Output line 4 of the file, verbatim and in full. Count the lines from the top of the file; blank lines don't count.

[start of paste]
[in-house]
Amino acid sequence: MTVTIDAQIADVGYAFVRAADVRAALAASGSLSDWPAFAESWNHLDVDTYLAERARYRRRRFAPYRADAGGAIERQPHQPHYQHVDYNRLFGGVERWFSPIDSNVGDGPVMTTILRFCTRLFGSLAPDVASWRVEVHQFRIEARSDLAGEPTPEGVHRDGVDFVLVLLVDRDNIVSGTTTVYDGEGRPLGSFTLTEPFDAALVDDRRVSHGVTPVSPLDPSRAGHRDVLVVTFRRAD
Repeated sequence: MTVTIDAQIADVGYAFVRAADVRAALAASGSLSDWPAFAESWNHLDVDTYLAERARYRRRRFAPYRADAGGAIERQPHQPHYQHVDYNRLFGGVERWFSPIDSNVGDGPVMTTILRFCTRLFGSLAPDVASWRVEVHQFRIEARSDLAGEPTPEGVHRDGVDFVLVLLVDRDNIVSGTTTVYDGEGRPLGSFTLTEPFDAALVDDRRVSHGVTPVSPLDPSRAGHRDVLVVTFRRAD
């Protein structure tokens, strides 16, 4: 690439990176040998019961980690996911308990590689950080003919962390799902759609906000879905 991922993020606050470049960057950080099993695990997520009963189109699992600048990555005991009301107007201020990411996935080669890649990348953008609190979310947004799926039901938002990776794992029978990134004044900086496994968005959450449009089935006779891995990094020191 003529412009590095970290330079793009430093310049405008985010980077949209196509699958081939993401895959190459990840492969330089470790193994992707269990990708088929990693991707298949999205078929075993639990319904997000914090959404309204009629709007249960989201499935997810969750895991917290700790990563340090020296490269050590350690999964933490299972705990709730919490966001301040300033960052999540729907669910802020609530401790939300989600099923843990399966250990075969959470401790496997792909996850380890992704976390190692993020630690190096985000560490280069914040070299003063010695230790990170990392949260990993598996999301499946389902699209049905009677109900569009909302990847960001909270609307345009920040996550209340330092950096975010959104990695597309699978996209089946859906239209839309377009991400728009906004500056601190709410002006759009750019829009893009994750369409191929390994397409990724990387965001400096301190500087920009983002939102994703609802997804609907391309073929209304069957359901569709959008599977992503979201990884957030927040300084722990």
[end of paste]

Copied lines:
């Protein structure tokens, strides 16, 4: 690439990176040998019961980690996911308990590689950080003919962390799902759609906000879905 991922993020606050470049960057950080099993695990997520009963189109699992600048990555005991009301107007201020990411996935080669890649990348953008609190979310947004799926039901938002990776794992029978990134004044900086496994968005959450449009089935006779891995990094020191 003529412009590095970290330079793009430093310049405008985010980077949209196509699958081939993401895959190459990840492969330089470790193994992707269990990708088929990693991707298949999205078929075993639990319904997000914090959404309204009629709007249960989201499935997810969750895991917290700790990563340090020296490269050590350690999964933490299972705990709730919490966001301040300033960052999540729907669910802020609530401790939300989600099923843990399966250990075969959470401790496997792909996850380890992704976390190692993020630690190096985000560490280069914040070299003063010695230790990170990392949260990993598996999301499946389902699209049905009677109900569009909302990847960001909270609307345009920040996550209340330092950096975010959104990695597309699978996209089946859906239209839309377009991400728009906004500056601190709410002006759009750019829009893009994750369409191929390994397409990724990387965001400096301190500087920009983002939102994703609802997804609907391309073929209304069957359901569709959008599977992503979201990884957030927040300084722990």